G.P stool is very similar to rabbit stool and if you did not care for that it might not be a great idea. It is more round and larger in size where most rodents stool ends up with an oval shape.

Link to comment
Share on other sites

We have a rabbit. I think it was around $150 for the cage and all the extras (dishes, food, bedding, leash and harness) plus $25 for the animal. I think it is a dwarf lop.

 

As far as pets go I like it (I'm not a pet person). It is quiet, relatively neat and easy to care for. It is close to litterbox trained which is nice and the kids like to take it out and play with it either in the backyard or in a gated section of the house. It will push a ball around with it's nose, toss cat toys in the air and follow the kids around. Honestly, it seems like a really low maintenance dog most of the time.

Link to comment
Share on other sites

have you see the House Rabbit society website?

http://www.rabbit.org/

 

tons of great info there

 

Do get in touch with a local rabbit rescue - you can get a much better idea of the personality of the rabbit you're getting when they've been fostered by experienced volunteers.

 

Rabbits are *fragile*. Many come into rescue with broken legs as a result of being dropped by children. Vet care is the same price or more as for a dog. As prey species, their bhvr is different than a cat or dog or even a cavy. I find them a bit mysterious. I've also been kicked by a few :glare: My dd otoh really liked to do the rabbit room when we volunteered at the shelter.

 

If you do make contact with a rescue, you may be able to volunteer as foster homes first & see how you feel about bunnies. Usually a foster has first chance to adopt so if you fall in love, you can keep the bun.

 

best wishes.

Link to comment
Share on other sites

We had a fluffy white angora bunny that was 3/4 hair. It is considerably more work than your average bunny. He needed combed out almost daily or it would mat, and a major haircut every 2 - 3 months.

 

But you can spin it.

 

 

(Actually, the lady we bought it from would spin the fur right off the rabbit sitting in her lap! I never mastered that.)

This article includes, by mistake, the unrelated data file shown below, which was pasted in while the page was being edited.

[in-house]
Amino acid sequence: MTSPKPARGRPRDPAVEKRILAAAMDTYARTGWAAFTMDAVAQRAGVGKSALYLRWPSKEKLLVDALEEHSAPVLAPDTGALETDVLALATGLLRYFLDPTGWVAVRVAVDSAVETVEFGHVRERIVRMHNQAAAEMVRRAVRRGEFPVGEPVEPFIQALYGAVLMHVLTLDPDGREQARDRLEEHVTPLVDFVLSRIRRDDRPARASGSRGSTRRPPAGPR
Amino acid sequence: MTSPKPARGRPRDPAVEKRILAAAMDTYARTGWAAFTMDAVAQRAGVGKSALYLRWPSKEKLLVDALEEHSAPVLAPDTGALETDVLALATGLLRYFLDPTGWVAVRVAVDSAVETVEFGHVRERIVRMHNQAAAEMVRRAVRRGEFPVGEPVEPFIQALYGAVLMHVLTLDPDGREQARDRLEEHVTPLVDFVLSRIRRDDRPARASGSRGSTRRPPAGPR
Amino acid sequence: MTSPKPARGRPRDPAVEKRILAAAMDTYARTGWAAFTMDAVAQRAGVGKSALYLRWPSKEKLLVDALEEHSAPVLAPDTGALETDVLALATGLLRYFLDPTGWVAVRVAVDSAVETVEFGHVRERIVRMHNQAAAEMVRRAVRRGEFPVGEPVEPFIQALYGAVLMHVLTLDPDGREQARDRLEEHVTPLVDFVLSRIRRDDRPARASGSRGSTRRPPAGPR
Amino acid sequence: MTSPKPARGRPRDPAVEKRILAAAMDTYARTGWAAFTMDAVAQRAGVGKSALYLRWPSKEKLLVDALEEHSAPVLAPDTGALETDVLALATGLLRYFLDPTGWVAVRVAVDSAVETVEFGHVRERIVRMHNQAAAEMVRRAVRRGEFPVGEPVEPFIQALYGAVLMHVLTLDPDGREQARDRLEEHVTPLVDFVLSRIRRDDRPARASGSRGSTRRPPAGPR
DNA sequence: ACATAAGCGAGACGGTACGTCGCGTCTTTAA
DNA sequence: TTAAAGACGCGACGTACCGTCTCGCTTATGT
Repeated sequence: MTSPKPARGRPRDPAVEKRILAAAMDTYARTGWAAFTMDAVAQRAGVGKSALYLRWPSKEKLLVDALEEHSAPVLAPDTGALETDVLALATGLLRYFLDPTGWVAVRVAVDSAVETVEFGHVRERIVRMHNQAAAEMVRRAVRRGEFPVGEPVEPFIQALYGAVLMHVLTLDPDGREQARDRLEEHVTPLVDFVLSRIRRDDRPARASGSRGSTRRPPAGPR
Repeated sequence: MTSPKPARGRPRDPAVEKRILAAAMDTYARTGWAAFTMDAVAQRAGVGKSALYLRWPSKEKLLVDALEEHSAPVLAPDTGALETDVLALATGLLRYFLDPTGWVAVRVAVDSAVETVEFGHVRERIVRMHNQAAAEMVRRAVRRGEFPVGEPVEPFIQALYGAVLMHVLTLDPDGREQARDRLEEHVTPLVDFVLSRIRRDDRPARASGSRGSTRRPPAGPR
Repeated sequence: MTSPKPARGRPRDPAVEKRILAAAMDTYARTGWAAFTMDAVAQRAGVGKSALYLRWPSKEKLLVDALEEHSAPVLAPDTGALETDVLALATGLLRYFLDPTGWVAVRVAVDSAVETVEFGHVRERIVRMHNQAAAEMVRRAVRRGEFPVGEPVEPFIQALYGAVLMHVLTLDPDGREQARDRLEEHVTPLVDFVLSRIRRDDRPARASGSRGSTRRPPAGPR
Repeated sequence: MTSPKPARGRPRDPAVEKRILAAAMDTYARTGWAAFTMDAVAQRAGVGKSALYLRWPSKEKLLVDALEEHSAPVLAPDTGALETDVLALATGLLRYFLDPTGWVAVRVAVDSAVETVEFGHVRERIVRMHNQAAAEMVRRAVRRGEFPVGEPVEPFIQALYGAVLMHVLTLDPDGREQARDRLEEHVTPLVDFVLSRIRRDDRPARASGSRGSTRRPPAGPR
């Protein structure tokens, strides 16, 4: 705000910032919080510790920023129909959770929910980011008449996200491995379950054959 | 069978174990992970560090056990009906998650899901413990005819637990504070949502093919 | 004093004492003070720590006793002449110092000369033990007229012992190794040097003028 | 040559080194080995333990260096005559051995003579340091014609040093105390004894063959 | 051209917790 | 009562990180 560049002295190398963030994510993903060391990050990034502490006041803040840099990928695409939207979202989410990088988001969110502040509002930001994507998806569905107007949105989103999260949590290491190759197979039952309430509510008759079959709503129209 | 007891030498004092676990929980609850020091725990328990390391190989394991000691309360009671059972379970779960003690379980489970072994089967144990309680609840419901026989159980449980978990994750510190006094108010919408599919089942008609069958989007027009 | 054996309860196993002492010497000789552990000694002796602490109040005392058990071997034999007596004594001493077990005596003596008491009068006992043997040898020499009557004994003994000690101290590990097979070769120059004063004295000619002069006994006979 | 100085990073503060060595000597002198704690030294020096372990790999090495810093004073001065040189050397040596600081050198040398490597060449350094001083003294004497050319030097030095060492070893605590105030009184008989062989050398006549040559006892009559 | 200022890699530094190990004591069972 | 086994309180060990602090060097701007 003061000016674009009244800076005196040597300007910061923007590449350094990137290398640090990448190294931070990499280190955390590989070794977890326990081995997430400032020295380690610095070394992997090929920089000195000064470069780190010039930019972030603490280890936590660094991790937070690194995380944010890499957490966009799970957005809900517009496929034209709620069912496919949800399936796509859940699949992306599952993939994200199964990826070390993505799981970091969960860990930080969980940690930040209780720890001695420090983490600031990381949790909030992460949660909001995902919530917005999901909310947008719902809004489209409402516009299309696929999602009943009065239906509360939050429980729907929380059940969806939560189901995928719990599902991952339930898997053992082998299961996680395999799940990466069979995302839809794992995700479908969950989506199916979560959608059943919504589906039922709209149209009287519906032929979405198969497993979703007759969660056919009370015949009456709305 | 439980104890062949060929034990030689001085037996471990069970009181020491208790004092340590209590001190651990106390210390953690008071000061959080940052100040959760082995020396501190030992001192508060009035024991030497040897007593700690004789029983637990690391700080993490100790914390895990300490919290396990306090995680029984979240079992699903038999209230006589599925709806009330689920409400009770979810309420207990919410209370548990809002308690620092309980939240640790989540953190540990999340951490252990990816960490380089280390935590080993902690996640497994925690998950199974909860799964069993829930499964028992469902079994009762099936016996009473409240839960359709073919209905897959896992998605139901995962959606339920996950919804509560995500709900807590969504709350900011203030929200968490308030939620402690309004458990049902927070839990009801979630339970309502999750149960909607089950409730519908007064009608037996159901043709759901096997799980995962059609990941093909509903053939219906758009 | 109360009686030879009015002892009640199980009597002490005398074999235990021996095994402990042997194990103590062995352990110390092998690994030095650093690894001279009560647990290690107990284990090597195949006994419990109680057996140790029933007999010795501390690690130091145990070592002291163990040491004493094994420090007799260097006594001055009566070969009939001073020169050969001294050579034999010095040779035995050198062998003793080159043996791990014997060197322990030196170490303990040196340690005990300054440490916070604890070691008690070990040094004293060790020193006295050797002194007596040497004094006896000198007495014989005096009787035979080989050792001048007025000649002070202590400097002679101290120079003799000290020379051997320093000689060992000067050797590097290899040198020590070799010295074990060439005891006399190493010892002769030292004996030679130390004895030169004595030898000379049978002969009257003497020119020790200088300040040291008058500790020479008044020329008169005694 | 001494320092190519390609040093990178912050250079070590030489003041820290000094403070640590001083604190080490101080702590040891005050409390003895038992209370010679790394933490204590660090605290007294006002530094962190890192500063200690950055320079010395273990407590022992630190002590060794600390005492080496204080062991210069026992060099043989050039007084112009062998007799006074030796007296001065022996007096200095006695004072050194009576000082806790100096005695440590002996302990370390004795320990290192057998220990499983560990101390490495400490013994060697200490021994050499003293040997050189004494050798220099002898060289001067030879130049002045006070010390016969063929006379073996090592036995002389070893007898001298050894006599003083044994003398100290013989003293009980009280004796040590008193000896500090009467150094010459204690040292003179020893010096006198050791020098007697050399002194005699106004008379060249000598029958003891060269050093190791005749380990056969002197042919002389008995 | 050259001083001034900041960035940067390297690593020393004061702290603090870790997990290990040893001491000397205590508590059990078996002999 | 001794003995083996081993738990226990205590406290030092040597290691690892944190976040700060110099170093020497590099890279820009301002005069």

Link to comment
Share on other sites

I had bunnies many years ago, before the child. We got a bunny a couple months ago (named him Napoleon). He initially shared quarters with the guinea pig which died recently. His cage is about 4x2 which I'd say is a little small. I try to make sure he gets some supervised running around time every day. They're really not cage animals like mice and other small rodents, they need to run around.

When the piggy died we switched from a cage full of pine bedding to an old 9x13 baking dish filled with pine bedding. Rabbit pee SMELLS so I empty this out every 2 days, 3 max. Much easier than cleaning out a whole cage (i just dump it out the bathroom window where it lands by the garden) and he's only missed the pan once with urine. Poops still occasionally have to be picked up from the cage bottom though, but they harden fast and don't really get mashed up in the fur.

I don't know what breed he is....he's an albino, and pretty large. Got him for free from the farm next door. A smaller breed like a mini lop would be more comfy in the smallish cage we have (originally bought to house two piggies).

The most important thing is to make sure the bunny is handled a LOT. Mine is so calm and used to people I think he could be a therapy animal. He's never even nibbled anyone since he was a small baby. My daughter holds him on his back like a baby and he loves it. I think he could stay there for hours. Ive heard bunnies can be skittish and want to avoid people, but when we open the cage he runs right up to the door for cuddles. So I think frequent handling really helps a lot.

 

Oh yeah...make sure you bunny proof any place bunny will be running around free in. They can bite through a cord with a single nibble. Ours destroyed an expensive pair of headphones in a fraction of a second, a remote controlled toy in another, and a lamp cord in another. Didn't get hurt, thankfully, but he could have.

Link to comment
Share on other sites

Join the conversation

You can post now and register later. If you have an account, sign in now to post with your account.

Guest
Reply to this topic...

×   Pasted as rich text.   Paste as plain text instead

  Only 75 emoji are allowed.

×   Your link has been automatically embedded.   Display as a link instead

×   Your previous content has been restored.   Clear editor

×   You cannot paste images directly. Upload or insert images from URL.

 Share

×
×
  • Create New...